Under her leadership, the BBA is responding to these opportunities by developing new products and services that meet new market demands and, given its activities span assessment, test, inspection and certification right across the construction sector, it is well placed to do this.
In 2017, Owen was awarded a prestigious National Non-executive Director of the Year award and feels her non-exec skills and experience have served the BBA well. As she completes her term as chair, Owen is confident the organisation is in a stronger position than when she joined it.
Over the last three years, she has refreshed the BBA board to give it a more commercial slant while still holding true to the values, ethos and commitment to the public good that underpin its reputation and brand.
She said: “In many ways, both Brexit and increased competition for certification business present opportunities for a high performing board because the greatest added value of non-executives is their strategic oversight, impartiality and independence of thought, wisdom and sound judgment around risk management, governance and transferrable, wider business experiences.”
The organisation has developed a clear strategy to grow sustainably year-on-year and enhanced its performance management with a new committee structure and business monitoring tools, including Key Performance Indicators (KPIs). These not only help provide clear oversight of business performance but also help board members to better prioritise investment need and manage risk around delivering the business plan.
Owen is confident the BBA can grow: “There are lots of opportunities for business development; for example, we have a renowned test facility in Watford that we tend to use to support our construction products certification work only. But there is no reason why we cannot provide offsite test services for an entirely different customer base.”
In a response to Brexit, the board has established a company in Ireland – BBA (EU) – to safeguard its existing client business and grow market share across Europe.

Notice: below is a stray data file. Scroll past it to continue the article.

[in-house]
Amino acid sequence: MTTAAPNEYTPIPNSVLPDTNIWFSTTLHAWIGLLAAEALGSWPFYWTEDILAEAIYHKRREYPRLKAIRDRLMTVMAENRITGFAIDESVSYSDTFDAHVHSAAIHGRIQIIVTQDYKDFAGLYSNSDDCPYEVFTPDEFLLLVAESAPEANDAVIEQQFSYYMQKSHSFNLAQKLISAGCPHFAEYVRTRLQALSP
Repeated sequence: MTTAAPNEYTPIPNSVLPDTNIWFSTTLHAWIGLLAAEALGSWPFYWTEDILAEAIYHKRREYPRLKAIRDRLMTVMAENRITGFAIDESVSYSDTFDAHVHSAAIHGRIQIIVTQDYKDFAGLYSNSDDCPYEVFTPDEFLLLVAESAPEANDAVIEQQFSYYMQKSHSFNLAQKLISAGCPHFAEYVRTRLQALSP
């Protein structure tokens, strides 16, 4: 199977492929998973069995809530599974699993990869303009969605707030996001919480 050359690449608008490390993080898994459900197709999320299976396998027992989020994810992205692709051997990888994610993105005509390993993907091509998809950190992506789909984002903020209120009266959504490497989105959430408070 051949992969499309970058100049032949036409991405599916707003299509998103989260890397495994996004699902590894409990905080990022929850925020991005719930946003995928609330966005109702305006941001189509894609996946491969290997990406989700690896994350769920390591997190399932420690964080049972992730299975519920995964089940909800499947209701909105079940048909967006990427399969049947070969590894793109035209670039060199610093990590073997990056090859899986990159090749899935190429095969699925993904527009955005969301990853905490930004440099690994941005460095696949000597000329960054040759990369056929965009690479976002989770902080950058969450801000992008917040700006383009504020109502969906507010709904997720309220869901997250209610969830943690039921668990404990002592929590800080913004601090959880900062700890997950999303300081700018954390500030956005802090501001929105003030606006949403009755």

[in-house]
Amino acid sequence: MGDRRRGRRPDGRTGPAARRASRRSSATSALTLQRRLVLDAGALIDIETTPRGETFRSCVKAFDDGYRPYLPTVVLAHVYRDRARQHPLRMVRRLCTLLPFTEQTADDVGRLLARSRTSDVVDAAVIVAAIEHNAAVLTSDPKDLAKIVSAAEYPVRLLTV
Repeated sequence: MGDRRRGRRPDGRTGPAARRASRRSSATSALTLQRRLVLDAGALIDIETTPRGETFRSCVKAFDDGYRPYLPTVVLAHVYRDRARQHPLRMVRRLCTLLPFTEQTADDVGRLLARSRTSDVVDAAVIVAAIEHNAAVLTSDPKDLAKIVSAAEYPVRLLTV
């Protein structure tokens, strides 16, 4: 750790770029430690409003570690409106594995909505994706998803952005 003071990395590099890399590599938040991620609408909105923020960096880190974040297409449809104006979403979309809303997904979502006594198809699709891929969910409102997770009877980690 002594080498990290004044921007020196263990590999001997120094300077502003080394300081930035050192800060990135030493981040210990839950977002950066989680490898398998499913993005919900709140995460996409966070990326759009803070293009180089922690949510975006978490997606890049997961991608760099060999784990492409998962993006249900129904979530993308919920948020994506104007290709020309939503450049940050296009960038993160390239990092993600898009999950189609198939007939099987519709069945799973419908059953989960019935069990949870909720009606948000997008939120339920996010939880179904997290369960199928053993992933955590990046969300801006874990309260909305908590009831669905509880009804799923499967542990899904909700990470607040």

In a response to greater competition, the board has created a fighting fund, which it is reinvesting in digital transformation projects to enhance processes and procedures. This, coupled with additional investment in its people, will help drive cultural change and improve levels of customer service and response times. The board has also reviewed its governance structure, in order to help grow and diversify its business.
In a response to the Grenfell tragedy, the board reviewed its mission, vision and values and reaffirmed its commitment to investing in research and development and to providing high quality technical services while remaining completely independent and impartial.
Owen is pleased to be leaving the BBA in good shape and will be embarking on a new challenge later this year when, under succession, she will become Master of the Worshipful Company of Chartered Architects (WCCA), a livery company in the City of London.
“Apprenticeships will be the theme of my year of office,” she said.
“The RIBA has been working with a trailblazer group of practices for a couple of years now and last September began promoting a professional apprenticeship in architecture. Apprenticeships fit well with the WCCA’s charitable focus on education. They reflect the historic purpose of the London Guilds; supporting apprenticeships is a traditional role for livery companies that can be traced back centuries.”
Valerie Owen thinks university fees make courses in architecture “less accessible” to the widest range of students because the course is long, typically five years, making it one of the costliest to undertake. Apprenticeships in architecture excite her enormously for cogent reasons.
In 2009, she was appointed a Cabinet Office ambassador to promote equality and diversity in public appointments and is particularly keen to help attract more girls and women to an architectural career.
“Apprenticeships will have really positive implications for architectural education, practice involvement in education and training, equality, diversity and inclusion in the profession because they will help increase access to the profession from a wider talent pool,” she says.
As urban topography continues to evolve, often dramatically in the case of the capital, Valerie Owen for one may well be able to gaze across the architectural landscape in the knowledge that she has played a key role in shaping its development on several levels.
The BBA has announced Andrew Kitchingman as its new chairman. He is a chartered accountant and corporate financier who holds a number of non-executive positions across a broad spectrum of businesses, including construction-related and charitable.
British Board of Agrément